Our children will be our saviors

Young students showed the courage and leadership that adults failed to show when they took to the streets to demand something as basic as road safety in 2021. File photo: Prabir Das

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Young students showed the courage and leadership that adults failed to show when they took to the streets to demand something as basic as road safety in 2021. File photo: Prabir Das

Is it really 2022? How did 2021 go so fast? Was it because we had such high expectations and ended up facing one intimidating disaster after another that we didn’t realize that the days had turned into weeks, weeks to months and months. in a whole year?

It was supposed to be the year of salvation, the year we would finally be able to at least take off our masks and breathe. Instead, it became another battle: Another more vicious strain of coronavirus called Delta has ravaged our nations, killing and weakening humans even more ruthlessly than its cousins, destroying families. Then, just as we were starting to believe the pandemic was about to go away, Omicron walked in to roughly remind us that it was far from over.

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This is the year of “awareness”: that we have to live with the Covid, for how long, no one knows. Scientists fear that new variants of the virus will emerge from time to time, and the only way to fight them is to update vaccine formulas and keep inoculation rates high.

But as we begin the new year, let’s try to see the positives among the constant barrage of tragedy and chaos. Unsurprisingly, it is the young people who have brought balm to our injured psyche. Nothing could be more exhilarating than the Bangladesh U-19 women’s soccer team winning the 2021 SAFF U-19 Women’s Championship after beating India 1-0. The girl’s euphoria was so infectious that it was hard not to tear each other apart with pride and wonder. Was it heartwarming for you to see twins Mogini, Ana Mogini and Anuching Mogini playing, Ana scoring the winning goal? It proved once again how girls from the most remote, poor and neglected communities can be trained to become the most formidable athletes. This, along with the happy event of the Bangladesh National Women’s Cricket Team qualifying for the ODI Women’s World Cup for the first time, are signs where we should be paying attention: sports facilities and support. for our daughters and women – something that has been largely neglected for decades.

As we talk about getting prizes for great performance, let’s not forget the 16 member girls and boys team that won four gold, two silver and five bronze in the 23rd International Robot Olympiad. It proves that you need to give young people the right opportunities at the right time to achieve exceptional results.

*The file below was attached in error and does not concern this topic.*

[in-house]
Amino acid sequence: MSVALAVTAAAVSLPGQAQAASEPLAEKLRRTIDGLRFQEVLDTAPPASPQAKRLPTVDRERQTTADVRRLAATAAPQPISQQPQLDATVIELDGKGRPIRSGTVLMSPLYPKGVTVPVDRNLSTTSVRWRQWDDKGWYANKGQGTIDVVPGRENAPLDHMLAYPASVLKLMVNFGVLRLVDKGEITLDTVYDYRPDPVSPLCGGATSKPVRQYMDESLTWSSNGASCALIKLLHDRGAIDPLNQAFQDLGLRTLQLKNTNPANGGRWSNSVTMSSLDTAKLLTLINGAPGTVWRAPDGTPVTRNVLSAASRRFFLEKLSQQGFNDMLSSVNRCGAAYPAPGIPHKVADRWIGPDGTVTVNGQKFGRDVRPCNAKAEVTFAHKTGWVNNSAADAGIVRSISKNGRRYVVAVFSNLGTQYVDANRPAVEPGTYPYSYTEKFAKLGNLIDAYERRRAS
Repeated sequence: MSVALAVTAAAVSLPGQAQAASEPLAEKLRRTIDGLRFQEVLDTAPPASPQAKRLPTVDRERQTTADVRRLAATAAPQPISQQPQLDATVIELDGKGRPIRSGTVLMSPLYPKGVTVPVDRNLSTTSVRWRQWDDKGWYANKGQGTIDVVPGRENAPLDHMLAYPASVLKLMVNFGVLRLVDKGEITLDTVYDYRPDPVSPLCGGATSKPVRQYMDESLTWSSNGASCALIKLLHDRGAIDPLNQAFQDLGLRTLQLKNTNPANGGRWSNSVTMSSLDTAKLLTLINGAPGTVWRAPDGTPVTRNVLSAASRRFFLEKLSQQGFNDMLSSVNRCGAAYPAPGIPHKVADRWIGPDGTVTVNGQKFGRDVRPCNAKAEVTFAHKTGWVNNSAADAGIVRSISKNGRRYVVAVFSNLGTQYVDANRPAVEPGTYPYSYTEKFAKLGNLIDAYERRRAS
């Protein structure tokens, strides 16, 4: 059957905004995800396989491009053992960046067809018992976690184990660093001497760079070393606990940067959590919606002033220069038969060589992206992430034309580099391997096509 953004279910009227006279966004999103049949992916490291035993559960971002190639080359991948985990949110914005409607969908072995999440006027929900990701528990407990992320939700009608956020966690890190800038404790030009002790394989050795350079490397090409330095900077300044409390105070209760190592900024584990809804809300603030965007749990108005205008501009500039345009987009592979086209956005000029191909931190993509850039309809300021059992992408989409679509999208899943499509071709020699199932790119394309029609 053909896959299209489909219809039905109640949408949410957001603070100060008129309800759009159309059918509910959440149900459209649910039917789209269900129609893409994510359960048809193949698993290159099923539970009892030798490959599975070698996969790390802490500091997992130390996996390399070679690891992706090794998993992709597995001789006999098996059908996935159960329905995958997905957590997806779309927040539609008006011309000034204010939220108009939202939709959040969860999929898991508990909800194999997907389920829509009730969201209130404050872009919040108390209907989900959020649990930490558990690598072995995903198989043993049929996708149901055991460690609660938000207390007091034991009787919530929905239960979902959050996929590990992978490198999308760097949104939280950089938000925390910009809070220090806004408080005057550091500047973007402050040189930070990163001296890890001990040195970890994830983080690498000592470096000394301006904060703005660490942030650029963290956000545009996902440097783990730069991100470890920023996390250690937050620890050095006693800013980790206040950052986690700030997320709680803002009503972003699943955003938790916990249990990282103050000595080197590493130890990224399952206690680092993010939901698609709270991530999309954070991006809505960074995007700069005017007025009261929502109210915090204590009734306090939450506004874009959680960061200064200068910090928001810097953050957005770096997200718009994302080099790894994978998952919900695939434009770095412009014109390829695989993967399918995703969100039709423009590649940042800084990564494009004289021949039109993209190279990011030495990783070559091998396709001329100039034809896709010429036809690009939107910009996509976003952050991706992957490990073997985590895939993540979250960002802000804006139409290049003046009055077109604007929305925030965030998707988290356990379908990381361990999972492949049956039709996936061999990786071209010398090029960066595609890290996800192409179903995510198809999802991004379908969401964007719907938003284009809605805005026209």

The past year has also shown us how passionate our young people are about protesting injustice. The death of Notre Dame College student Nayeem Hasan who was hit by a Dhaka South City Corporation garbage truck has reignited protests from hundreds of students demanding road safety, victim compensation and proper surveillance the condition of the vehicle. It showed that, despite the brutality and intimidation they faced during the first road safety movement in 2018 (also sparked by the deaths of two students hit by a deadly bus), these young people refused to bow to the law. ‘vehicles stop to check. for valid papers, and demanding something as basic as roads safe from reckless drivers, who think nothing of destroying human life and rushing off.

Young people around the world are joining the movement for change, whether it is Greta Thunberg of Sweden who continues to berate governments for their incompetence and lack of sincerity in tackling climate change, or Malala of Pakistan who has taken shot in the head for defending the education of girls banned by the Taliban, or the thousands of young men and women who flock to the streets to protest against police brutality and blatant racial discrimination against blacks or people of color , or the students of the University of Dhaka protesting against the torture and murder of a comrade by a sadistic husband. Young people are tired of the helplessness of grizzled leaders who talk incessantly and continue to fail to lead, protect or feed them and their planet. Their outrage is contagious and has connected millions of their comrades across the world, and now, collectively, they are a force to be reckoned with.

In the Orwellian systems that seem to spread throughout the world, where the innocent continues to be denied justice, silenced for even asking for it; where the slightest dissent can be fiercely muzzled and the tentacles of corruption stretch far, it is the young who have the temerity to throw their fists in the air in protest or victory. It is their courage, their resilience, their solidarity, the clear perception of what is right and wrong, the ability to be creative in the most difficult circumstances and the spirit of innovation that emerges with each crisis as well as ‘with every technological revolution – these are all which we must embrace, encourage and support with sincerity and love. The year 2021 has given us ample proof that pandemics, climate change and the lust for power will continue to threaten our very existence. As we move into 2022, let us have confidence that our young people will find ways to reverse this doomsday trajectory and find the antidote for a toxic and dystopian future.

Aasha Mehreen Amin is Deputy Editor-in-Chief and Head of the Editorial Team of The Daily Star.


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